The Roof Rat (Rattus rattus) is the major problem species in the urban areas of Kern County. It is also known as the Tree Rat, Fruit Rat or Black Rat. This agile rat is slender with the tail longer than the head and body combined. Roof Rats frequently enter buildings and are also excellent climbers who can move about neighborhoods by using utility lines and fences as runways.
The Roof Rat prefers to feed on fruit often grown in residential backyards such as oranges, grapefruit, lemons, tomatoes, apricots, and also nuts such as walnuts, pecans, and almonds. Rats will also feed on pet food, snails, bird seeds, chicken feed, and grains.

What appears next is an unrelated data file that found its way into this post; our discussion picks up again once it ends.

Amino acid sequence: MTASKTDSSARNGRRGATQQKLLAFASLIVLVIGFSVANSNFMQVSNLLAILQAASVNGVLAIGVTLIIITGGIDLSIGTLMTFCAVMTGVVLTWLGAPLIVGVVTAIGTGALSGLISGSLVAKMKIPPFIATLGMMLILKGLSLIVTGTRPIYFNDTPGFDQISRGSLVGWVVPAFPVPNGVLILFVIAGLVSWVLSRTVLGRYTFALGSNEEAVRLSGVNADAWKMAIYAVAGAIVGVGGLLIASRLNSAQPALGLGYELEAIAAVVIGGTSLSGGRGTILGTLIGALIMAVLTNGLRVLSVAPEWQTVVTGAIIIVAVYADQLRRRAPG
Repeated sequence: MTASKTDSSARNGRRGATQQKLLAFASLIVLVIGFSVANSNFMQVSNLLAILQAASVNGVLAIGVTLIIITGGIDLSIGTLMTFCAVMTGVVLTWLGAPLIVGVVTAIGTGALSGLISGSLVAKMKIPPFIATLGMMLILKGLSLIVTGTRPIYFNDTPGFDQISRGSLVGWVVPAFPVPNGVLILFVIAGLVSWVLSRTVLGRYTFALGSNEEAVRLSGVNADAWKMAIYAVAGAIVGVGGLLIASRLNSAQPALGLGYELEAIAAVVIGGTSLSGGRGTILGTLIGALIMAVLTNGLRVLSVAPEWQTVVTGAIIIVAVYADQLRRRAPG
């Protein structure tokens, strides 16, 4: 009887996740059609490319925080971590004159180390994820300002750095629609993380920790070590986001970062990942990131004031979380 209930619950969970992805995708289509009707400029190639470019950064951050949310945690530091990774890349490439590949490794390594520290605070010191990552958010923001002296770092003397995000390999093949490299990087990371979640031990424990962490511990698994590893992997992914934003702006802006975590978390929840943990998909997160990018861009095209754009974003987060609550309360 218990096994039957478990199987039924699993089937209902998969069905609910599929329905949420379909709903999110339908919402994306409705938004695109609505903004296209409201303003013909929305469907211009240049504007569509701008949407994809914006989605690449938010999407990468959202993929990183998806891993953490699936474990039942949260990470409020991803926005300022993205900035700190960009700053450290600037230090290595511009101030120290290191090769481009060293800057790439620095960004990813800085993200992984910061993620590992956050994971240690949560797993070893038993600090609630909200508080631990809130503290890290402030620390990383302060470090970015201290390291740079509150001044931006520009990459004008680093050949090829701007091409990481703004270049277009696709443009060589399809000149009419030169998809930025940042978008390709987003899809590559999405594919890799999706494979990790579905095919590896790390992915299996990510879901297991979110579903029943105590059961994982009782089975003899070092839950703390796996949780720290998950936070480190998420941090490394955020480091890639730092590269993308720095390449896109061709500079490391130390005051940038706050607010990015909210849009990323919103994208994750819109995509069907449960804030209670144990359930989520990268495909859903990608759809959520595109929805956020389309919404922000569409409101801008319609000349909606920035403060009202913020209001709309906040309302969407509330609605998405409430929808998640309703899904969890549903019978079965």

Roof Rats will nest in large overgrown ivy patches, piles of lumber and firewood, untrimmed palm trees, and yucca plants. They may also be found nesting in old furniture, abandoned cars, sheds, and inside buildings. Rat survival and prosperity are dependent upon the existence of three basic environmental conditions: food, water, and suitable harborage. Sanitation, good housekeeping, and harborage removal are the first steps in a successful rat control program.